Polyphenols are a naturally occurring compound in plants and can have a powerful antioxidant quality.  Morocco Gold Extra Virgin Olive Oil is packed full of them and our new 2021 harvest has even more than ever before!

A new study has now shown that the long-term daily consumption of extra virgin olive oil could benefit elderly people with cognitive impairments even more than previously thought.

Scientists from the Aristotle University of Thessaloniki and the Greek Association of Alzheimer’s Disease and Related Disorders have succeeded in making the shift to MCI therapy via robust natural remedies that can be used in order to forestall cognitive deterioration. The scientists decided to investigate how extra virgin olive oil could play a role in mitigating or arresting the development of amnestic mild cognitive impairment.

The research, which was published in the Journal of Alzheimer’s Disease, tested the effects of high-phenolic early-harvest extra virgin olive oil against moderate phenolic extra virgin olive oil and the Mediterranean diet. Until now, there is no other study which has examined in such a detailed manner the effects of extra virgin olive oil in elders with amnestic mild cognitive impairment as an effective solution.

The researchers found that high-phenolic early-harvest extra virgin olive oil served as a natural therapeutic pharmaceutical compound for older adults with amnestic mild cognitive impairment, which is considered a prodromal condition to the development of Alzheimer’s disease.

Research on Mediterrean Diet & effects on Cognitive Impairment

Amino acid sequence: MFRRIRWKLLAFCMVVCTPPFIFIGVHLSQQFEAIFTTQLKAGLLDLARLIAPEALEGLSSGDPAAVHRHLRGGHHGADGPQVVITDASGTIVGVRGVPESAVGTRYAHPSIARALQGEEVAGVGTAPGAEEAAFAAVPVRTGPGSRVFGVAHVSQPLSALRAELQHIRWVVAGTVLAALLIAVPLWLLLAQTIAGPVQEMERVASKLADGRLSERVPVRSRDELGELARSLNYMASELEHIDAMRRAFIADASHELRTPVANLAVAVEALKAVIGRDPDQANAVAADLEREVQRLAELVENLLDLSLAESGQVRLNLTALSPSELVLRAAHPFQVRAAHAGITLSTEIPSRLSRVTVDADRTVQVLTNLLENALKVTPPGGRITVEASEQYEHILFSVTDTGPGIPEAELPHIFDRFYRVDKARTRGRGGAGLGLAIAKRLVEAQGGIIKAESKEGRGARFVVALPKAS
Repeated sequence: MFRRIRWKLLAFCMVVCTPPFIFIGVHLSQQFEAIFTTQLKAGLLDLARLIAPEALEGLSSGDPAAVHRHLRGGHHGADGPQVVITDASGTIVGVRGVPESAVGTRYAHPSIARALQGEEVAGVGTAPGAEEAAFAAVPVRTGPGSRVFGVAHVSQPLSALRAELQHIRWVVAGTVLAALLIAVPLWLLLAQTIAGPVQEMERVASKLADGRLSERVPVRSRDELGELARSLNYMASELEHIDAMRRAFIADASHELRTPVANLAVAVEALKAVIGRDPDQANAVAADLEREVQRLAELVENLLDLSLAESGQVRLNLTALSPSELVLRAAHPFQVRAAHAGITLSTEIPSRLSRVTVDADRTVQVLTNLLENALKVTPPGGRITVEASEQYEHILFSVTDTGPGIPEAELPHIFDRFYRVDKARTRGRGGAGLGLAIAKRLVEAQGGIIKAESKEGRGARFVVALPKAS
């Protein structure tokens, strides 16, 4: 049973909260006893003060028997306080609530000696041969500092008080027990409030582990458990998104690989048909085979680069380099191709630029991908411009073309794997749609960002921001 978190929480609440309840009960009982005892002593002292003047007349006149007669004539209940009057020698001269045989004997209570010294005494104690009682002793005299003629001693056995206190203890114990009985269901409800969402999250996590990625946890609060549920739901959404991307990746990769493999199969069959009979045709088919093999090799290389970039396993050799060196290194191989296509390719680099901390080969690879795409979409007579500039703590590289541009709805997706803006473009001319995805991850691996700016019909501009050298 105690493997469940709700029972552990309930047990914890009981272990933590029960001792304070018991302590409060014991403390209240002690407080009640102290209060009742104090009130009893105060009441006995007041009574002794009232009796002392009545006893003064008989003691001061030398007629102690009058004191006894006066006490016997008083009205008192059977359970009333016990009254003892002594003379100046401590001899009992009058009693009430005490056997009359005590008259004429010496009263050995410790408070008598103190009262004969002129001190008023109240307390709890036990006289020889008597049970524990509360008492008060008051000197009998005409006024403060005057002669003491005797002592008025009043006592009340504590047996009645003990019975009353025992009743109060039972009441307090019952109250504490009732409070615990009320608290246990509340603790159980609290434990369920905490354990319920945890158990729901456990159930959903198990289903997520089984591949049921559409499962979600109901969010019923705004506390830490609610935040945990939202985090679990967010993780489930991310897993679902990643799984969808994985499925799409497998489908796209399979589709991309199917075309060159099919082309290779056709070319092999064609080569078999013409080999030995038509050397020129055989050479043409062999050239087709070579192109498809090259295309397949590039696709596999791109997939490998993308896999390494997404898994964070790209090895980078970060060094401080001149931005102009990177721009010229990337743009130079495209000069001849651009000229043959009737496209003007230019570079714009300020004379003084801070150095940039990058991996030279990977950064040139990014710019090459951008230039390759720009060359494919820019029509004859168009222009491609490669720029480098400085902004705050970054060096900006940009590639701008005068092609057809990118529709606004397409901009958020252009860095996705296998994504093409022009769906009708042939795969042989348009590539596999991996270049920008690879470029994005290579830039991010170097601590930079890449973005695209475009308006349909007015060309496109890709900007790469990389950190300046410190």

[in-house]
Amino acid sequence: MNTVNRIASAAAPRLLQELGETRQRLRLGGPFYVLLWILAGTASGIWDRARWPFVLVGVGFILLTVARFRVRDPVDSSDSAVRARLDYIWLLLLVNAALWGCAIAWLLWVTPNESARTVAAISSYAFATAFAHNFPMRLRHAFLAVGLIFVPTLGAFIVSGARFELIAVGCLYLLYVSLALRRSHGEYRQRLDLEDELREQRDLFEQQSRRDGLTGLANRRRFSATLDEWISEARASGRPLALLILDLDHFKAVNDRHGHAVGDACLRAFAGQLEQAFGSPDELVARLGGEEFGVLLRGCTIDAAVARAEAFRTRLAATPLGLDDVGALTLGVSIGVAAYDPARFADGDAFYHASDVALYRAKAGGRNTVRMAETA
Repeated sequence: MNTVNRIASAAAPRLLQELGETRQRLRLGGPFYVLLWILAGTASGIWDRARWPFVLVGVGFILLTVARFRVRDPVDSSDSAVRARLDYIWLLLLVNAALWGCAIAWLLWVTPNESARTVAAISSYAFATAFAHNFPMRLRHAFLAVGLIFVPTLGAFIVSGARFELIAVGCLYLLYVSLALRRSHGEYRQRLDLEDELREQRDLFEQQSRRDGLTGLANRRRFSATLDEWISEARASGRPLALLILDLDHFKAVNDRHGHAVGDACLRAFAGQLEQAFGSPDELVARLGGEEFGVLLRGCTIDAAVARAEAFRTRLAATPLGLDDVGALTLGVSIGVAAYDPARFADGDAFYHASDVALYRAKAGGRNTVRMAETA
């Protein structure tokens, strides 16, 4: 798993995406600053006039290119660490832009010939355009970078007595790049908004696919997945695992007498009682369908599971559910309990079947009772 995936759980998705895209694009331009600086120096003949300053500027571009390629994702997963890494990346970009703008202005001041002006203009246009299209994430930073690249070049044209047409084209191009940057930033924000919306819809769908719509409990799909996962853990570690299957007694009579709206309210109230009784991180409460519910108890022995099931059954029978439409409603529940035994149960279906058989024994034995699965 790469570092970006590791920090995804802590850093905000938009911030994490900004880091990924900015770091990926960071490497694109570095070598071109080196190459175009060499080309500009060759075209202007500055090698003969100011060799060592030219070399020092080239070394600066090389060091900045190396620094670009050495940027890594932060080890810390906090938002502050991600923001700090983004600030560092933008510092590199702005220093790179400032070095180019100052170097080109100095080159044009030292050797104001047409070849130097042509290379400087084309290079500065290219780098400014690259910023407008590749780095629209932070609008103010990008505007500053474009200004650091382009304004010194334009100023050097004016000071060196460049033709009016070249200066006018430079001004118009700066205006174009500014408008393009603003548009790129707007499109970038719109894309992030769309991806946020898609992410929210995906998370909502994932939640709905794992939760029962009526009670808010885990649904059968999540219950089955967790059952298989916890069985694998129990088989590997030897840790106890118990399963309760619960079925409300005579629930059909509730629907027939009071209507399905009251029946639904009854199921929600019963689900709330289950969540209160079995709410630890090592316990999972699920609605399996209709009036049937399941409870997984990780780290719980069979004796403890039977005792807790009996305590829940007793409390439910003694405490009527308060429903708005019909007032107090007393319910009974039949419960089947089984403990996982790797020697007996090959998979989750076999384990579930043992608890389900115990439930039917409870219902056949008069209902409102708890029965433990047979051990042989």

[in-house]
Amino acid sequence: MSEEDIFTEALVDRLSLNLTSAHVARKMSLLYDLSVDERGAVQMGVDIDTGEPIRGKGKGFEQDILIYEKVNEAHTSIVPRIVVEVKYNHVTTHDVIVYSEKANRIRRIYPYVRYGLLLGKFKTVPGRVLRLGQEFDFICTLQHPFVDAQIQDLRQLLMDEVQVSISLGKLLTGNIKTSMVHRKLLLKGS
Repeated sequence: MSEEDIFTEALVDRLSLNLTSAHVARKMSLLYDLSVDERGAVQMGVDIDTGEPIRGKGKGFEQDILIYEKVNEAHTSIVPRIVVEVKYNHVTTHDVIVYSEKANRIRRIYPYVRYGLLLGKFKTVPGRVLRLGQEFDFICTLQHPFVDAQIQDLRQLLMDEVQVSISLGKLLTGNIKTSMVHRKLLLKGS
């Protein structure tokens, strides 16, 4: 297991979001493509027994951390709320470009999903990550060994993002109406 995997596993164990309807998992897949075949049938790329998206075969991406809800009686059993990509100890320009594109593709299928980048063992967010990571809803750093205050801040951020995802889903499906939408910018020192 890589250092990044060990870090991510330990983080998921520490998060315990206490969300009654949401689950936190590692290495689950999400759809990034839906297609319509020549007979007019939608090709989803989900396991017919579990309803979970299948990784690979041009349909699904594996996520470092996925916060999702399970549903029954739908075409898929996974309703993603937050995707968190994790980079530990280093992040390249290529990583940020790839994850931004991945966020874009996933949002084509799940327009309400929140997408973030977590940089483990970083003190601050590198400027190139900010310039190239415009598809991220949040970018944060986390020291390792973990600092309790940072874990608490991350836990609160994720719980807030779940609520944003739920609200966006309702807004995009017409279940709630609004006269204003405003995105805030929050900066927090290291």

Previous studies have shown the therapeutic effects of following a Mediterranean diet on improving cognitive functions while decreasing the risk of amnestic mild cognitive impairment progressing to Alzheimer’s disease.

The researchers conducted a randomized prospective study so as to examine the high-phenolic early-harvest extra virgin olive oil and moderate phenolic extra virgin olive oil versus the Mediterranean diet in MCI. Genetic predisposition (Polymorphism in the apolipoprotein E (APOE) gene is a major genetic risk determinant of late-onset Alzheimer disease) to Alzheimer’s disease was tested and an extensive neuropsychological examination was administered at baseline and after 12 months.

Each participant was randomized and assigned one of three groups. Group 1 received the high-phenolic early-harvest extra virgin olive oil (50 mL/day); Group 2 received the moderate phenolic extra virgin olive oil (50 mL/day), and 3) Group 3 received only the Mediterranean diet  instructions.

The results of the study demonstrated that participants following an high-phenolic early-harvest extra virgin olive oil  variation of the Mediterranean diet fared better in the 12-month follow-up performance in almost all cognitive domains of the Alzheimer’s disease assessment scale-cognitive subscale, which is a scale used to understand the level of cognitive impairment caused by the disease, than adherents to the other two diets. Those patients also fared better with digit span, which focuses on the working memory activity and letter fluency.

Furthermore, adherents to the moderate phenolic extra virgin olive oil variation of the Mediterranean diet fared better on the same cognitive tests than participants in the control group, who followed a standard Mediterranean diet. “The results of this study suggest that the long-term consumption of an extra virgin olive oil-containing diet starting at an early age provides a protective effect against Alzheimer’s disease and its related disorder cerebral amyloid angiopathy,” the researchers wrote.